The Problem With Cloud Computing
Yesterday the internet was so a buzz, you would have thought Microsoft had gone under. The culprit? Gmail was not working.
Let me rephrase that, the web version of Gmail was not working. Those with iPhones, other popmail accounts, or iGoogle were still able to receive and send email. Yet even with all these work arounds, people were still acting like clean water had run out.
I won’t lie, I too grumbled for a little bit about the loss of email. Then I realized there’s a bigger problem here than not being able to see the new shirts from Nerdy Shirts and what’s happening on Facebook.
Gmail uses cloud computing. So rather than having your emails stored on your computer’s hard drive (or your work’s servers) it’s stored on one at Google’s headquarters.
We just received a small sample of what could happen if our connection to Google goes down. Imagine if one day Google were to lose power or change their terms of conditions and required you to pay or submit personal info to access your email. What would you do then?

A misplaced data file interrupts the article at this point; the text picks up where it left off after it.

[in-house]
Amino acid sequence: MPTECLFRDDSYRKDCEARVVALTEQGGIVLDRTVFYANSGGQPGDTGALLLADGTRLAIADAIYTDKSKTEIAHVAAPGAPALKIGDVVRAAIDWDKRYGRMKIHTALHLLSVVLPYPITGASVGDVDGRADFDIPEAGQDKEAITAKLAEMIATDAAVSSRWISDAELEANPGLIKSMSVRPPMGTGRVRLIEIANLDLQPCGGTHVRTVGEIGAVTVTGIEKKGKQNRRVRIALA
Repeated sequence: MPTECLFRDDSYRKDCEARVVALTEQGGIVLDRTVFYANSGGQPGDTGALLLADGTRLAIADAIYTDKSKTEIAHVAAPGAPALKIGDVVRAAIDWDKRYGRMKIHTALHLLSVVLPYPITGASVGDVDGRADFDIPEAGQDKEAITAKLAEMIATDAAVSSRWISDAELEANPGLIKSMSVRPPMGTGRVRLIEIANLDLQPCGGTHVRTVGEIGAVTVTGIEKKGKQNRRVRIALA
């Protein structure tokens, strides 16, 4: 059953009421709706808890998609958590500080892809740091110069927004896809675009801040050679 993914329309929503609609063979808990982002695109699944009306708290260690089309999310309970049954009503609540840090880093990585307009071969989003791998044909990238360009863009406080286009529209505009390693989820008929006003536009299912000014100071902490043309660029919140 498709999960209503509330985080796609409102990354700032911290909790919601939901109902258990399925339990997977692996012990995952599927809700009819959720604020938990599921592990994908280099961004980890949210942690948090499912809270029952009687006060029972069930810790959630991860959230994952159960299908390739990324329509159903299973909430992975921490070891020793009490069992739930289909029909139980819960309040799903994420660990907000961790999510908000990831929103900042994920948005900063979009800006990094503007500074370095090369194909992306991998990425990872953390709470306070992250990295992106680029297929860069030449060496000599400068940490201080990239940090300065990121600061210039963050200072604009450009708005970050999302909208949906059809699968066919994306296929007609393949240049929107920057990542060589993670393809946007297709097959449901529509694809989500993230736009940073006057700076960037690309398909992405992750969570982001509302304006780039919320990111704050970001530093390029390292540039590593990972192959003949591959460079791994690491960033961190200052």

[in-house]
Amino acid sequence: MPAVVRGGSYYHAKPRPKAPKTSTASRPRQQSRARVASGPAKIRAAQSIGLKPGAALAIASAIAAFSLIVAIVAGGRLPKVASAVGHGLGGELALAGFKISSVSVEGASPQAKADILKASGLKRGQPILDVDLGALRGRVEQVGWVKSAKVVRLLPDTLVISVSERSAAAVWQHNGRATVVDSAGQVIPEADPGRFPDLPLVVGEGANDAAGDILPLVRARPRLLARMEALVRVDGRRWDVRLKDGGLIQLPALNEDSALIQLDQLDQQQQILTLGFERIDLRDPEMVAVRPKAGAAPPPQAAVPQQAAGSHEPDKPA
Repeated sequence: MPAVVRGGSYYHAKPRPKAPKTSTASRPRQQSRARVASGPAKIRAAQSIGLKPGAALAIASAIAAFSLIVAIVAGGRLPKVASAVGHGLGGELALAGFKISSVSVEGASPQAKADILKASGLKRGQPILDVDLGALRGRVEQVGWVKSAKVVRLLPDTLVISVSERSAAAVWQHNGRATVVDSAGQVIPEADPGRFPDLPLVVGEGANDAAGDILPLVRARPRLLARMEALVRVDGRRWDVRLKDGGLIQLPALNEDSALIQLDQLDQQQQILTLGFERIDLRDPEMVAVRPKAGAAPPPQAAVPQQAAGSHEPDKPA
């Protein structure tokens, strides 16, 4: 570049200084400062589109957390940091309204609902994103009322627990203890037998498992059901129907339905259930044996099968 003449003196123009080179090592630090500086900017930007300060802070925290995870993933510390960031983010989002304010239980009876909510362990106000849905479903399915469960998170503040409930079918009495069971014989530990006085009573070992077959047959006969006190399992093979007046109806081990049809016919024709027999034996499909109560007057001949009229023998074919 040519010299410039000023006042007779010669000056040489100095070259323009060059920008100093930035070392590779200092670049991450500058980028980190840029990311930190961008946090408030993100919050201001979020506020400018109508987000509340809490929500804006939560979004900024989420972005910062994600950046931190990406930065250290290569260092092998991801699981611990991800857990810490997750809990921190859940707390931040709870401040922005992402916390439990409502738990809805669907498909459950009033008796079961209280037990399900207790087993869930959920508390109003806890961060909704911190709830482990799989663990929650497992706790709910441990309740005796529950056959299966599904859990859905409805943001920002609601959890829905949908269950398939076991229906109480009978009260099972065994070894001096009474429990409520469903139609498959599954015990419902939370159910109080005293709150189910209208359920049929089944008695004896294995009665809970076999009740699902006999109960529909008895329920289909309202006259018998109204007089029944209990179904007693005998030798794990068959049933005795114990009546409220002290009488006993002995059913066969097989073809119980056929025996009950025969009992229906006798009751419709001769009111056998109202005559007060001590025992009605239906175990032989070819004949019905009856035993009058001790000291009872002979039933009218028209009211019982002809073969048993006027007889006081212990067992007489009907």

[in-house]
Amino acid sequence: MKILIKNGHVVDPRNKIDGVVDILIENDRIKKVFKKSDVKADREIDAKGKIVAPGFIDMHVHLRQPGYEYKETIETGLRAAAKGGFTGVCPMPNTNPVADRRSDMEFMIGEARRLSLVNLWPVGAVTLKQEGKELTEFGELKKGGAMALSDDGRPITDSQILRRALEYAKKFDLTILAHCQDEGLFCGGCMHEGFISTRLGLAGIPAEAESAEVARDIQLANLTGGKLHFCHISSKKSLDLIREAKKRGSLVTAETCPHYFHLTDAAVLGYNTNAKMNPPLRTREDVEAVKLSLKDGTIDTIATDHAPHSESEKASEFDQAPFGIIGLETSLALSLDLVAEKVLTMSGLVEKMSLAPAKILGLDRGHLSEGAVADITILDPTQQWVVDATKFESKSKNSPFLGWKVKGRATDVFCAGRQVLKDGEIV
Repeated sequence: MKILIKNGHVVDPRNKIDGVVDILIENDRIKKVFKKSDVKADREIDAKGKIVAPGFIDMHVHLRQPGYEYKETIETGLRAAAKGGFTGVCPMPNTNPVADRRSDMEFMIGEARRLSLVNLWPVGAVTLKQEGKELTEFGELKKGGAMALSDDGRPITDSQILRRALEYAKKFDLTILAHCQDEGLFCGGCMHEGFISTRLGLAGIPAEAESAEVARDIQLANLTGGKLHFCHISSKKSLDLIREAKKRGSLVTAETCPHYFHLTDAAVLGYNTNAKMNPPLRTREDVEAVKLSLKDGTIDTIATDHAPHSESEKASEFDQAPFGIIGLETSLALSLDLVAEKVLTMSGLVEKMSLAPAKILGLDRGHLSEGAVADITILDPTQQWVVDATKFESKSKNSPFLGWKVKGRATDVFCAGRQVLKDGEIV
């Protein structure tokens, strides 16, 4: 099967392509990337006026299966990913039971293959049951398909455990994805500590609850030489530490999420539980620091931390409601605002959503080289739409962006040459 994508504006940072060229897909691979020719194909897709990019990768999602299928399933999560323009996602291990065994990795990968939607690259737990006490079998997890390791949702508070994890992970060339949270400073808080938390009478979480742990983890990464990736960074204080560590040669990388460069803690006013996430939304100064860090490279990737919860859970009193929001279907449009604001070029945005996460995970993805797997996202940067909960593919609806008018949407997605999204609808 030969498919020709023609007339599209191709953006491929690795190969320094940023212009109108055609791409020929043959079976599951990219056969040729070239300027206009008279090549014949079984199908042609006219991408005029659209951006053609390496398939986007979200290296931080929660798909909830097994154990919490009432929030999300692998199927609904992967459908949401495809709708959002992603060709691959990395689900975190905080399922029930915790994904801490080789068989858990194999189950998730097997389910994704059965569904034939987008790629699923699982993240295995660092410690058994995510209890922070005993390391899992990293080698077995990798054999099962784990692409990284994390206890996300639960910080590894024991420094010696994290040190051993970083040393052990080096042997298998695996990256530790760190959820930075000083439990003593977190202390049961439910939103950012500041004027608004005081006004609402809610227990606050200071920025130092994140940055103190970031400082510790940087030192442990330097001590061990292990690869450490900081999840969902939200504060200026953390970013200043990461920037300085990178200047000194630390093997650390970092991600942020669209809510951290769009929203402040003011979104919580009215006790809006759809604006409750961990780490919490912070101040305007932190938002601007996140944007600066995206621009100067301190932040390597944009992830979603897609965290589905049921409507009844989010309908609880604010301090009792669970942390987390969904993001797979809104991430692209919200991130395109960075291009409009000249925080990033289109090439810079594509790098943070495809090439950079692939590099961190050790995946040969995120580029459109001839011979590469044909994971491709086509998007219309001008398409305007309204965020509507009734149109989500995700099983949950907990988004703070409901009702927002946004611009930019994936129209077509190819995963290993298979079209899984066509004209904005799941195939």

Ubiquity of the Cloud
Gmail is just the tip of the ice berg. Companies like Amazon use their servers to host companies like The New York Times’ data, Verizon hosts a great deal of their data on AT&T’s servers, and even this blog you’re reading isn’t hosted locally. A lot of very important data is being accessed via the cloud, let’s hope it’s also being backed up locally.
Cloud computing definitely makes life easier. I can log into Gmail from any computer with the internet and access those emails. However, if I have not downloaded them to my PC I might have to jump through hoops to attain them or at worst they could be gone forever.
What do you think?
So how about you, what are your thoughts on cloud computing? Do the pros of the cloud outweigh the cons?
Did you miss out on Gmail yesterday? What’s the longest you’ve had to wait for a site or program to come back online?